Camp Century was a military base constructed by the US Army Corps of Engineers (USACE) in 1959 on the Greenland ice sheet at 77.13°N and 61.03°W and 1910 meters above sea level. The base was constructed in the relatively porous near-surface layer of the ice sheet known as firn. The approximately 55 ha base housed between 85 and 200 soldiers and was continuously occupied until 1964. After three years of seasonal operation, Camp Century was finally abandoned with minimal decommissioning in 1967.
Camp Century primarily served as an experimental facility for the USACE to test ice-sheet construction concepts. They conducted extensive glaciological and climatological research during the operation of Camp Century. Today, the USACE-facilitated science at Camp Century is perhaps best known for producing the first systematic classification of Greenland snow zones, and recovering the first ice core to the bed of the ice sheet. Both the data and interpretations from these seminal studies continue to be highly cited today.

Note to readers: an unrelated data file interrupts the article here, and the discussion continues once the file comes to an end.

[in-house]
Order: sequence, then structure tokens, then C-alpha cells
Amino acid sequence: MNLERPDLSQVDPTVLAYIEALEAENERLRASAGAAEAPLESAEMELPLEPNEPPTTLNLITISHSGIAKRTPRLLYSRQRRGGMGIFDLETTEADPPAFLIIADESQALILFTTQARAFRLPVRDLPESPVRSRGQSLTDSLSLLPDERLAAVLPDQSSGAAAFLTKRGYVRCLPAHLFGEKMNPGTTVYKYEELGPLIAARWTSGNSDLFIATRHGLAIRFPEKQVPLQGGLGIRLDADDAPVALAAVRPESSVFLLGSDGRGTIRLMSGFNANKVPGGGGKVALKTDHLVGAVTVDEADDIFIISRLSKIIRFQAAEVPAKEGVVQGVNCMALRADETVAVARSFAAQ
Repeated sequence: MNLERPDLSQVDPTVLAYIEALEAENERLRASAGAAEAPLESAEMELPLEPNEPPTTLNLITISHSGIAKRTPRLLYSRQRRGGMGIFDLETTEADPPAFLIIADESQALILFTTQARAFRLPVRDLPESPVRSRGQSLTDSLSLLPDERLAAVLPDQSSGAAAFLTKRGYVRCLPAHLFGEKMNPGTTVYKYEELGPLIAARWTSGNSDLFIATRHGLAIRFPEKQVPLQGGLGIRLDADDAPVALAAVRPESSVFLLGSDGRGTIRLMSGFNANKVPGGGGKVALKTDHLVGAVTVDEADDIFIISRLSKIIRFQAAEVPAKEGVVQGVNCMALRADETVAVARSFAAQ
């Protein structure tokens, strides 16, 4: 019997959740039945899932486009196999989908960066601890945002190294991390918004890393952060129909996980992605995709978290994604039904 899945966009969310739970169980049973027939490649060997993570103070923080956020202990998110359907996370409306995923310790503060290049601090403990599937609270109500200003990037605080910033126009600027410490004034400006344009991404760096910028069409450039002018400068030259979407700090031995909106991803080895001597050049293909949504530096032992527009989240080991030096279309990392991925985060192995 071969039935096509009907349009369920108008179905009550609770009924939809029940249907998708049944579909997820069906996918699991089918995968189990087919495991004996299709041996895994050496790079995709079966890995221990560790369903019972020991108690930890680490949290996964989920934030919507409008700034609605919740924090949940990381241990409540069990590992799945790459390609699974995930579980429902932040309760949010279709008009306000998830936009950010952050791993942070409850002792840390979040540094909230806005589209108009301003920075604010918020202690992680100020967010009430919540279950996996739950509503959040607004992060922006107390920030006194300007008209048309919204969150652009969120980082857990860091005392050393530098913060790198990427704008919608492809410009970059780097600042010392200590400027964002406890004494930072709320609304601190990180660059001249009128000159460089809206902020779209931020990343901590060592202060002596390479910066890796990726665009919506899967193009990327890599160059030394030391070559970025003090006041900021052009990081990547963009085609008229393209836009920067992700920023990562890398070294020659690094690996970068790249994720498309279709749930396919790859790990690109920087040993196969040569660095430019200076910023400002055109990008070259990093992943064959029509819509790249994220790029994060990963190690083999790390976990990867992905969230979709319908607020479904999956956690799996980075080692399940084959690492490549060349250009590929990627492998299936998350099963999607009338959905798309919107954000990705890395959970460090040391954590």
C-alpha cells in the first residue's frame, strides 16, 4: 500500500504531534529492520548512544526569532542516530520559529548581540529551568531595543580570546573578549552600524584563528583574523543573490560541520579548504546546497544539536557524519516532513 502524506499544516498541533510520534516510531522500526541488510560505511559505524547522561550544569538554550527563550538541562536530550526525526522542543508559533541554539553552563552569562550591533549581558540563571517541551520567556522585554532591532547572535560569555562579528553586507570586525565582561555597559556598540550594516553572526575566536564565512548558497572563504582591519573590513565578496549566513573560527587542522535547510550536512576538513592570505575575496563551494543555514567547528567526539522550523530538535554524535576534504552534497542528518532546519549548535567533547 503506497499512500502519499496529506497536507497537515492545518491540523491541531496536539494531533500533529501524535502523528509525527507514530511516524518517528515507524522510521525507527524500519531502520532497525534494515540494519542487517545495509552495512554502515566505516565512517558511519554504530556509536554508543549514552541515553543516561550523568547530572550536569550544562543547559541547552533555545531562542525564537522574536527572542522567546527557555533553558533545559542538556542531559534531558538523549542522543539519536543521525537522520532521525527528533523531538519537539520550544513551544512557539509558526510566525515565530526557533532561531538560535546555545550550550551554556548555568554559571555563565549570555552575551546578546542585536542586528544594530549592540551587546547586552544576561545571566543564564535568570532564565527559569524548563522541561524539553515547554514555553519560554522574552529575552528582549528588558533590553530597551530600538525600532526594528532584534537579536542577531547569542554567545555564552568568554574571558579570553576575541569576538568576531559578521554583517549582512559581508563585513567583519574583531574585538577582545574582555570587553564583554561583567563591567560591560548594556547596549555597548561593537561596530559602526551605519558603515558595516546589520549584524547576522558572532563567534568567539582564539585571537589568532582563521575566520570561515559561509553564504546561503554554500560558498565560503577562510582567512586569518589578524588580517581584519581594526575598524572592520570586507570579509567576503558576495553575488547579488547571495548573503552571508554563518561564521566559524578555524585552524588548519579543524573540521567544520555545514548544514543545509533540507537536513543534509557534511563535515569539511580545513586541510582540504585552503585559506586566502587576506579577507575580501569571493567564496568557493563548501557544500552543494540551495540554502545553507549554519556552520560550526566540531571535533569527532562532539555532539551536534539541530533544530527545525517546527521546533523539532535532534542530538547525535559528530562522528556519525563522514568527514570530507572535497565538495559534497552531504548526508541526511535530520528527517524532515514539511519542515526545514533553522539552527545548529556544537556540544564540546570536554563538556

The NASA Program for Arctic Regional Climate Assessment (PARCA) began regular airborne measurements of ice surface elevation at the site in 1993. PARCA activities also included deploying an automatic weather station in 1995 to record meteorology at the site, drilling a 120 m deep ice core in 1996 to reconstruct snow accumulation rates, and measuring in-situ firn compaction rates in 1996. In 2010, a 35 m deep ice core was once again recovered at Camp Century, to further update snow accumulation records. NASA Operation IceBridge has regularly collected ice-penetrating radar data over the site since 2010.